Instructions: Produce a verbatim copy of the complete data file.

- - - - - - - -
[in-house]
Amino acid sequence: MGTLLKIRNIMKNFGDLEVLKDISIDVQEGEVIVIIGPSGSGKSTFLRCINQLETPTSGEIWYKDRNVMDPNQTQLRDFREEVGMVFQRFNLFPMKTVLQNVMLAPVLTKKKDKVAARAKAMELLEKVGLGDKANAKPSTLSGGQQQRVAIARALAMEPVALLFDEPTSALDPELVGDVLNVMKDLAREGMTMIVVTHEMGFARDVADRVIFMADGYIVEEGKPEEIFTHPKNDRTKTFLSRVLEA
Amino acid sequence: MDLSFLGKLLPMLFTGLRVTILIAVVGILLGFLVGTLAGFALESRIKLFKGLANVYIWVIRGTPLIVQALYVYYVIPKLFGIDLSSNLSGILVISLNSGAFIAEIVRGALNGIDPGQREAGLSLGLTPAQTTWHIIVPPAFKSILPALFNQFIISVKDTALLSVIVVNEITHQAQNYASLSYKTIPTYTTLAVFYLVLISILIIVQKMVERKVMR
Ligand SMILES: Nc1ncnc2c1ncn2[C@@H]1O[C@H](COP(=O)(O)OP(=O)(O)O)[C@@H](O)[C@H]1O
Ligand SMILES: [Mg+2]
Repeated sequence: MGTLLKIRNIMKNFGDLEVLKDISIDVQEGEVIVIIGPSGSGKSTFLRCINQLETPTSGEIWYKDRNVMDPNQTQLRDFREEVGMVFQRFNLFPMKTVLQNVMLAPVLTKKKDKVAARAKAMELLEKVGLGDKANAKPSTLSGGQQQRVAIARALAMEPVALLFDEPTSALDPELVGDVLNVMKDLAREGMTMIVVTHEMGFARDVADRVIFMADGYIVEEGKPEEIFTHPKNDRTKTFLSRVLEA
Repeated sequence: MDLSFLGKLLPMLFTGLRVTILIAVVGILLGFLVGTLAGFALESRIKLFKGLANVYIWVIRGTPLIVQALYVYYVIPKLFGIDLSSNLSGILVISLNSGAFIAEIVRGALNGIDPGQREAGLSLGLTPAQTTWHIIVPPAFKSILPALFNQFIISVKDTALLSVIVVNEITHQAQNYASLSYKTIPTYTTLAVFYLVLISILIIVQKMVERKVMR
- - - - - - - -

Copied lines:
[in-house]
Amino acid sequence: MGTLLKIRNIMKNFGDLEVLKDISIDVQEGEVIVIIGPSGSGKSTFLRCINQLETPTSGEIWYKDRNVMDPNQTQLRDFREEVGMVFQRFNLFPMKTVLQNVMLAPVLTKKKDKVAARAKAMELLEKVGLGDKANAKPSTLSGGQQQRVAIARALAMEPVALLFDEPTSALDPELVGDVLNVMKDLAREGMTMIVVTHEMGFARDVADRVIFMADGYIVEEGKPEEIFTHPKNDRTKTFLSRVLEA
Amino acid sequence: MDLSFLGKLLPMLFTGLRVTILIAVVGILLGFLVGTLAGFALESRIKLFKGLANVYIWVIRGTPLIVQALYVYYVIPKLFGIDLSSNLSGILVISLNSGAFIAEIVRGALNGIDPGQREAGLSLGLTPAQTTWHIIVPPAFKSILPALFNQFIISVKDTALLSVIVVNEITHQAQNYASLSYKTIPTYTTLAVFYLVLISILIIVQKMVERKVMR
Ligand SMILES: Nc1ncnc2c1ncn2[C@@H]1O[C@H](COP(=O)(O)OP(=O)(O)O)[C@@H](O)[C@H]1O
Ligand SMILES: [Mg+2]
Repeated sequence: MGTLLKIRNIMKNFGDLEVLKDISIDVQEGEVIVIIGPSGSGKSTFLRCINQLETPTSGEIWYKDRNVMDPNQTQLRDFREEVGMVFQRFNLFPMKTVLQNVMLAPVLTKKKDKVAARAKAMELLEKVGLGDKANAKPSTLSGGQQQRVAIARALAMEPVALLFDEPTSALDPELVGDVLNVMKDLAREGMTMIVVTHEMGFARDVADRVIFMADGYIVEEGKPEEIFTHPKNDRTKTFLSRVLEA
Repeated sequence: MDLSFLGKLLPMLFTGLRVTILIAVVGILLGFLVGTLAGFALESRIKLFKGLANVYIWVIRGTPLIVQALYVYYVIPKLFGIDLSSNLSGILVISLNSGAFIAEIVRGALNGIDPGQREAGLSLGLTPAQTTWHIIVPPAFKSILPALFNQFIISVKDTALLSVIVVNEITHQAQNYASLSYKTIPTYTTLAVFYLVLISILIIVQKMVERKVMR